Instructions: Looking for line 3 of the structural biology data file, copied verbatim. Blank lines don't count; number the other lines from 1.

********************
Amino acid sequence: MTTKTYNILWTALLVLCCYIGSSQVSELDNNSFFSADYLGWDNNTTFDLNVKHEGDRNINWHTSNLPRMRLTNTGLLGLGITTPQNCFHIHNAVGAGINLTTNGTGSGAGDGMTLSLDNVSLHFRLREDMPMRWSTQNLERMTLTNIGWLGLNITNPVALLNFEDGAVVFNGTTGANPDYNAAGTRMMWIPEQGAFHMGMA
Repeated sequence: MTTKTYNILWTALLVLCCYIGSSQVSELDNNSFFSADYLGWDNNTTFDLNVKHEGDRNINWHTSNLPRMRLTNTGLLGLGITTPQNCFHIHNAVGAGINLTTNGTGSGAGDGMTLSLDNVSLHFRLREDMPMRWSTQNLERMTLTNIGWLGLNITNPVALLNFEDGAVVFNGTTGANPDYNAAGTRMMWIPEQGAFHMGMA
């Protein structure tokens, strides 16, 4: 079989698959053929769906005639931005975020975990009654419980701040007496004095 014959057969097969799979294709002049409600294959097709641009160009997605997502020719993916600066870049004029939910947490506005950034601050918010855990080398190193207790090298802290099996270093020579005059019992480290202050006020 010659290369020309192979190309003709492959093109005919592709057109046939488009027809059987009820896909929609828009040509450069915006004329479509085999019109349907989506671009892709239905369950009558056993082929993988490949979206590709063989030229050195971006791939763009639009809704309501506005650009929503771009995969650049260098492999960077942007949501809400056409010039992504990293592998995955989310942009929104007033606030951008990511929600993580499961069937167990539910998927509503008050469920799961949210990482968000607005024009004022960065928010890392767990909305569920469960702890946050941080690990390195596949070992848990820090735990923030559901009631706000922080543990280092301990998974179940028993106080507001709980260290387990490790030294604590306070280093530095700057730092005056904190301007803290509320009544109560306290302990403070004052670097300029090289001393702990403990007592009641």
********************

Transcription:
């Protein structure tokens, strides 16, 4: 079989698959053929769906005639931005975020975990009654419980701040007496004095 014959057969097969799979294709002049409600294959097709641009160009997605997502020719993916600066870049004029939910947490506005950034601050918010855990080398190193207790090298802290099996270093020579005059019992480290202050006020 010659290369020309192979190309003709492959093109005919592709057109046939488009027809059987009820896909929609828009040509450069915006004329479509085999019109349907989506671009892709239905369950009558056993082929993988490949979206590709063989030229050195971006791939763009639009809704309501506005650009929503771009995969650049260098492999960077942007949501809400056409010039992504990293592998995955989310942009929104007033606030951008990511929600993580499961069937167990539910998927509503008050469920799961949210990482968000607005024009004022960065928010890392767990909305569920469960702890946050941080690990390195596949070992848990820090735990923030559901009631706000922080543990280092301990998974179940028993106080507001709980260290387990490790030294604590306070280093530095700057730092005056904190301007803290509320009544109560306290302990403070004052670097300029090289001393702990403990007592009641």